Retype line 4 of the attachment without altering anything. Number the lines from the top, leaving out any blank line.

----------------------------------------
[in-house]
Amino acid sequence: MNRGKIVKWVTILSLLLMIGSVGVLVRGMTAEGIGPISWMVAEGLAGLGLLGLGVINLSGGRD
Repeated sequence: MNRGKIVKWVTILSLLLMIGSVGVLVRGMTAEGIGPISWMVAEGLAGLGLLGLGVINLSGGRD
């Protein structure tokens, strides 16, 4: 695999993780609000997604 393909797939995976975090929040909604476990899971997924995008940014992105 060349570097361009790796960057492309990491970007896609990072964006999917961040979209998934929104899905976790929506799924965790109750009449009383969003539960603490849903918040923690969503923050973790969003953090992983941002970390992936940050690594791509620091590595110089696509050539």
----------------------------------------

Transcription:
């Protein structure tokens, strides 16, 4: 695999993780609000997604 393909797939995976975090929040909604476990899971997924995008940014992105 060349570097361009790796960057492309990491970007896609990072964006999917961040979209998934929104899905976790929506799924965790109750009449009383969003539960603490849903918040923690969503923050973790969003953090992983941002970390992936940050690594791509620091590595110089696509050539």